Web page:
Russia’s January intervention in Kazakhstan with the firm support of China highlighted the importance of Central Asian security to Moscow, as well as Beijing’s concerns about Xinjiang province. In December 2021, Beijing and New Delhi held virtual summits with the foreign ministers of Central Asian nations during the same week.
If present fertility rates continue, the UN Population program calculates, China’s population aged 15 to 49 years will fall by almost half during the present century, while India’s will grow slightly.
Demographic projections, to be sure, are notoriously unstable, and the UN forecast at best provides a general indication of underlying trends. Nonetheless, the trends are so pronounced and divergent that they will figure into strategic planning by the countries concerned.
Aging populations save for their retirement, and countries with aging populations export capital to countries with younger populations.
China’s main destination for savings is the United States, which for the past thirty years has absorbed most of the world’s free savings, and accumulated a negative $18 trillion net foreign investment position as a result. America can’t absorb the bulk of the world’s savings indefinitely.
China sought alternative outlets for its savings in the Belt and Road Initiative, with mixed results. It has invested heavily in countries with deficient governance and inadequate education.
India is the only country in the world with enough people and adequate governance to absorb China’s savings. China, moreover, better than any other country does the sort of things India needs to be done – namely, digital and physical infrastructure.
In contrast to China, India’s economic takeoff failed at launch. In 1990 the two countries had the same per capita GDP. Today China’s per capita GDP is triple that of India.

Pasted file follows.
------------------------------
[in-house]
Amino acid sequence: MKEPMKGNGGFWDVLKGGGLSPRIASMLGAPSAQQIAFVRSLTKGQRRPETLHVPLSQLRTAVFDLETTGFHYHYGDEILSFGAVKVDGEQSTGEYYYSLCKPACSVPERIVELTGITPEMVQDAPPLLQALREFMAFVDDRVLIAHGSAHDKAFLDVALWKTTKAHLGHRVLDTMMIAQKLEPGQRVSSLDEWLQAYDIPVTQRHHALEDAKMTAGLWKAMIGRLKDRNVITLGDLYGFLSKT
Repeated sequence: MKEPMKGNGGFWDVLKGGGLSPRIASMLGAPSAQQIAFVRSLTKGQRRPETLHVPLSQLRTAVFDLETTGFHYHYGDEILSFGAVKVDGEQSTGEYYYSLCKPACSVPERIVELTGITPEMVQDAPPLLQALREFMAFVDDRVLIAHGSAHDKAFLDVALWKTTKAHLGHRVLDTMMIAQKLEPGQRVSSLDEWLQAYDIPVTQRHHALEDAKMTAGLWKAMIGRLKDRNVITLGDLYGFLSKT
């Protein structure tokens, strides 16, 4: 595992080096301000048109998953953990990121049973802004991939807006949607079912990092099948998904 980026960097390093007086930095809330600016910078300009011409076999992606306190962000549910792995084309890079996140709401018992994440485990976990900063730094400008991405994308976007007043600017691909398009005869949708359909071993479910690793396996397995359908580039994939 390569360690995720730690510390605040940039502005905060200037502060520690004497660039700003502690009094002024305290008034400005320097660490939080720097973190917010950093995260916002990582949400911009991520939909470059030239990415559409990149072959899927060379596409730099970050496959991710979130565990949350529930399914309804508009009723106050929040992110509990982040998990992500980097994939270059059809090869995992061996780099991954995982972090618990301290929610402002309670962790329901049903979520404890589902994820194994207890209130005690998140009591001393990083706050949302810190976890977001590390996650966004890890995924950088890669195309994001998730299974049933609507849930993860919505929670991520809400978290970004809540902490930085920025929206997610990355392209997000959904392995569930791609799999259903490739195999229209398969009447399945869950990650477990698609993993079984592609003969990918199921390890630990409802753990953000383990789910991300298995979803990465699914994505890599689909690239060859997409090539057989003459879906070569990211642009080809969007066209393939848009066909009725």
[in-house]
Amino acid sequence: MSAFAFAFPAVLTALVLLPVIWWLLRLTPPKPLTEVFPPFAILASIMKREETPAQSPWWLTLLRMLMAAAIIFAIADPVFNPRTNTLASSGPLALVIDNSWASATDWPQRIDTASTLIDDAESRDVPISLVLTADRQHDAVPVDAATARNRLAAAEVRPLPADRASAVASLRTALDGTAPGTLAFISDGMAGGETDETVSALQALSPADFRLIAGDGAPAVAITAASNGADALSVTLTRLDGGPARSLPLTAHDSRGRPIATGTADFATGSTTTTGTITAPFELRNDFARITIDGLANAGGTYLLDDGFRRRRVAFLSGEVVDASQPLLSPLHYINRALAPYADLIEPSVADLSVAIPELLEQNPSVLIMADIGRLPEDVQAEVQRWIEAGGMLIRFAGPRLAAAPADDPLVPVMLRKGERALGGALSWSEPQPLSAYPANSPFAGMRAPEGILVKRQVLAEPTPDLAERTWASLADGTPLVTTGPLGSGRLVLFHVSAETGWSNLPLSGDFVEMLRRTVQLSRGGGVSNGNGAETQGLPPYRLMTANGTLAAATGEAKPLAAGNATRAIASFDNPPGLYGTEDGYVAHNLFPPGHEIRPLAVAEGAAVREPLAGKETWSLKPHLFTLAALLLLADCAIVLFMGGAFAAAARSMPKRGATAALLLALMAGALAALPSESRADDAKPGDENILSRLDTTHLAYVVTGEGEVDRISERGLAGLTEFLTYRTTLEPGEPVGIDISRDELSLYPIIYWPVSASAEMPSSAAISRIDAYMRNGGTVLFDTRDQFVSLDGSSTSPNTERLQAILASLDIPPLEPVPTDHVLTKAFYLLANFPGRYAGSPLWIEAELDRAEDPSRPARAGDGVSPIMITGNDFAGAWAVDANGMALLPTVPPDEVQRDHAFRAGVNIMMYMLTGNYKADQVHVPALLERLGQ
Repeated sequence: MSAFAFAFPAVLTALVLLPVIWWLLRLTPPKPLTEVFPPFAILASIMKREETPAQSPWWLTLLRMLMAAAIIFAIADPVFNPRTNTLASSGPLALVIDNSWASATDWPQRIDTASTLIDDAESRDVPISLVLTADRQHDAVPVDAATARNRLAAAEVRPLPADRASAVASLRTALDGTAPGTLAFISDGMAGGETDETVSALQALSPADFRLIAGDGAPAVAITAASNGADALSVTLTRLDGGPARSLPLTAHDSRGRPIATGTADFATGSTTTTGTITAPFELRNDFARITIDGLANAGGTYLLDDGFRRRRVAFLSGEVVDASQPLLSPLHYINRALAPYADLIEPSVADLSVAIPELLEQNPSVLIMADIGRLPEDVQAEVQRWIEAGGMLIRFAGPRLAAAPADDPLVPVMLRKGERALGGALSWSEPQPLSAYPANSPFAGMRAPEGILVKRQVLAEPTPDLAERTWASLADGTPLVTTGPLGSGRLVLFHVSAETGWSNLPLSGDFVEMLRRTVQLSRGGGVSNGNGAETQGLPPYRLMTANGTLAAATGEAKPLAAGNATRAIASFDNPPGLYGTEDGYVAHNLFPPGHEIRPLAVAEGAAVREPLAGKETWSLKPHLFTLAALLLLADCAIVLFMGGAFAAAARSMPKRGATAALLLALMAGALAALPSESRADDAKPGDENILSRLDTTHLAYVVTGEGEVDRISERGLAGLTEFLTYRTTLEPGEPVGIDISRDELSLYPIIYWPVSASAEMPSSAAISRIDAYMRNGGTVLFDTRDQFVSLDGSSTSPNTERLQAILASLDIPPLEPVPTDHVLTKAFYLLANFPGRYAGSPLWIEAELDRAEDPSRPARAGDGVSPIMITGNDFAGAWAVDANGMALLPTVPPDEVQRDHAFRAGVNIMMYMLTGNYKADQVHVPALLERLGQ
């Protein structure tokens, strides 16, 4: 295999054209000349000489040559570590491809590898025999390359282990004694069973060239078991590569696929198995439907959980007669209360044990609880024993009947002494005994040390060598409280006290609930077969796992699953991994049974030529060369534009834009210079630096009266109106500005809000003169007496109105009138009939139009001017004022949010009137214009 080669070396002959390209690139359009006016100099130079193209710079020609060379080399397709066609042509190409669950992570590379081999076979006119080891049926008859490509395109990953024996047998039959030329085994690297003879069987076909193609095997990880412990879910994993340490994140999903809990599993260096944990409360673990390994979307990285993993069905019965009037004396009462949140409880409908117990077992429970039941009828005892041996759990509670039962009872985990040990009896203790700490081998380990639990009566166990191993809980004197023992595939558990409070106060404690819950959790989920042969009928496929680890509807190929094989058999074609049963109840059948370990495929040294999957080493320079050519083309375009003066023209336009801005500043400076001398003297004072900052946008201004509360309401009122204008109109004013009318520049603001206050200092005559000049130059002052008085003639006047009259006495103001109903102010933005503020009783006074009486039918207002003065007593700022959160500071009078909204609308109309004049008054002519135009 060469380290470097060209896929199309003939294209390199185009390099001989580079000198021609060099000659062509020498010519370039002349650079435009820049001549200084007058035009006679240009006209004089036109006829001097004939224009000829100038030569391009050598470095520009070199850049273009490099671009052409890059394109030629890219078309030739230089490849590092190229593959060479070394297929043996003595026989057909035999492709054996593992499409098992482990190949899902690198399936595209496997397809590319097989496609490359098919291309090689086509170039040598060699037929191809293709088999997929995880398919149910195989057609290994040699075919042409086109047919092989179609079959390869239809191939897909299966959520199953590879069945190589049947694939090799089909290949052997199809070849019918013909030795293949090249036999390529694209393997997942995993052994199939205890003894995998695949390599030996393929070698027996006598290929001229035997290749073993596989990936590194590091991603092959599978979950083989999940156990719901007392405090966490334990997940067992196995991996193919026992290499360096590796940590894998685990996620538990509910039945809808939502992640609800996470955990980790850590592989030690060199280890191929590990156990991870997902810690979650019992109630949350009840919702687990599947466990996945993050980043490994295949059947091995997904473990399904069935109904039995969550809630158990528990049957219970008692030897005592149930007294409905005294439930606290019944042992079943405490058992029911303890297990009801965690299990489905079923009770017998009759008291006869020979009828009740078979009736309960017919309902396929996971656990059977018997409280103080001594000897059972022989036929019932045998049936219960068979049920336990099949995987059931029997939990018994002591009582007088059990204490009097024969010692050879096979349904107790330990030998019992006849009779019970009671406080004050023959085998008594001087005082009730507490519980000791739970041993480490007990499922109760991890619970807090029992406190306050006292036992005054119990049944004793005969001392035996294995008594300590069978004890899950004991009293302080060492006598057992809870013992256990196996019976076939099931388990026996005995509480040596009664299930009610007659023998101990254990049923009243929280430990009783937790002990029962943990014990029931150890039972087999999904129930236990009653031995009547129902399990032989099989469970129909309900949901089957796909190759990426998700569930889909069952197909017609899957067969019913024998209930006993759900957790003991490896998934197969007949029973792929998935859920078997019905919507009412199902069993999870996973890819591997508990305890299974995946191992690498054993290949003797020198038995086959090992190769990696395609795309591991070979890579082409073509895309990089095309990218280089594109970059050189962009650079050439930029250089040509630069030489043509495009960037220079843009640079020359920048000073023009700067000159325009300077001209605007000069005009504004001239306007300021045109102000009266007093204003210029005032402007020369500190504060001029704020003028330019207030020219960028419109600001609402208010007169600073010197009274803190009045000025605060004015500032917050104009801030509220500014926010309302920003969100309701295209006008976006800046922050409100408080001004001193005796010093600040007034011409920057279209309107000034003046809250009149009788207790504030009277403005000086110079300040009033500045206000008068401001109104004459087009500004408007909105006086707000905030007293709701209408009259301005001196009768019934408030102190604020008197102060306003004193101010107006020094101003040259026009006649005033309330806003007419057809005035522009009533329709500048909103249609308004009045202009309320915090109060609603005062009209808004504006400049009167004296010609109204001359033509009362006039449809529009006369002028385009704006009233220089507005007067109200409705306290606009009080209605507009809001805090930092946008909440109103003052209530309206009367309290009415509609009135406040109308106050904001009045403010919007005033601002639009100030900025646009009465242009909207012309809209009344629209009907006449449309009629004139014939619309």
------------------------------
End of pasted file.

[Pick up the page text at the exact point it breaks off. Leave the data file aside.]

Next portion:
India still relies on a railway system built by the British at the turn of the 20th century. Its rural population is 69% of the total, compared with China’s 38%. It requires railroads, highways, ports, power stations and broadband, all of which China has learned to build more efficiently than anyone else in the world.
Despite the natural commonality of interests, trade between India and China remains minimal. China’s exports to India in March 2022 were at the same level as exports to Thailand, and half the level of those to Vietnam or South Korea. That is the cost of Sino-Indian animosity.
Countries that have made the great leap out of traditional society into modernity almost all have fertility rates at or below replacement. Muslim countries with high levels of literacy such as Turkey and Iran will see modest declines in prime working-age population, according to UN forecasts – while countries like Pakistan with low levels of literacy continue to have children at the high rates associated with traditional society.
The UN projections show that the largest growth in prime working-age Asian populations will come from Pakistan and Afghanistan, which exhibit the lowest literacy rates in Asia. Only 58% of adult men and 43% of women in Pakistan can read, according to government data, and the actual level probably is lower than the government reports.
Afghan data are unreliable, but the now-defunct government estimated that 55% of men and fewer than 30% of women could read.
India’s literacy rate, by contrast, is 77% (72% for men and 65% for women), up from only 41% in 1981.